A Factory In Chaos
When the new General Manager arrived at a factory that produced flat screen components for television sets and computers, he found an explosive situation. He had been told that if the factory didn_t turn around in one year, it would be closed. The decision of the parent company was understandable as the business was losing 1 million euros per month, had a worker absentee rate of 25% and had been forced to downsize from 600 to 220 people over the past two years.
Not surprisingly there was enormous distrust among management, and between management and the workers in the factory. Although everyone could see the potential disaster looming, most had attention on their issues rather than on galvanizing energy to address the problems.
Work of Best Year Yet®
The top 10 managers made their plan, followed shortly by a team plan for the second level of managers. However, the latter group was clearly going through the motions -not feeling trusted, as the direct managers of the workers, to be involved in the making of the overall business plan. The General Manager agreed to bring the two teams together into One Team who quickly aligned on a plan to achieve the turnaround. The GM learned that results were more important than the process it took to get there.
Next 60 workers were chosen from the remaining 190 to make a personal plan to do their part in the turnaround. We began this exercise by giving them a chance to tell us what the problems were and what could be done about them. However, even after they made their personal plans, the level of distrust, frustration and anger was so great -you're not taking these problems seriously and our jobs are at stake!- that the situation exploded. Taking time to make personal plans they were sure wouldn't matter was the final straw. They stopped the engines and shut down the factory!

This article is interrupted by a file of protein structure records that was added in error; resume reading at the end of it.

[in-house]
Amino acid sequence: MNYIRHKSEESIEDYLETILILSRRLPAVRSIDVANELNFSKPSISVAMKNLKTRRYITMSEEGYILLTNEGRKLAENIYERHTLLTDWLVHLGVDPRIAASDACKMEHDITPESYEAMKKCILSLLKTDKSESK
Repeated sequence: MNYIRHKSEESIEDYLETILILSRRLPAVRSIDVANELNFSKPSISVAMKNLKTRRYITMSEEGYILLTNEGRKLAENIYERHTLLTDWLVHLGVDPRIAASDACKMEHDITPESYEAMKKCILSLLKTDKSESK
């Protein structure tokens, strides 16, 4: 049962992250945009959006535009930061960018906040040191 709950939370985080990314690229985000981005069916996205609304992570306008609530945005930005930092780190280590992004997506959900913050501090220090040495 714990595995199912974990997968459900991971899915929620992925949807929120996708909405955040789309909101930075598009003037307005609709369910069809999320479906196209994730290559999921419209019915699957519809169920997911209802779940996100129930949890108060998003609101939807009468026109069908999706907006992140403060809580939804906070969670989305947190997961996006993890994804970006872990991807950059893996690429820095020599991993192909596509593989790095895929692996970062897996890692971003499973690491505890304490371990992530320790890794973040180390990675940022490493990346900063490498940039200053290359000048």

The General Manager now realized the true scope of the problem and took personal responsibility for his mission to achieve a breakeven in this year. He inspired his top team to do the same and every month they publicly posted their team and personal results. The consistent message was that We are responsible for what we do and what we don't do. We are committed to making this work. This level of personal responsibility at the top led to the needed culture shift throughout the business.
Within two months the absentee rate had dropped to 5% and within three months it fell to 3% where it stayed. Not only did they come back to work, but they were willing to provide the necessary flexibility in their working hours and holiday time to achieve the business objectives.
The workers could see that management meant business, trust was restored and the turnaround was achieved. Not only did the business break even, but they achieved the GM's personal target of $1 million in profit. The plant is now there to stay and the community again feels safe. At the end of the year the factory was given the Award of Excellence as the top factory in the global business.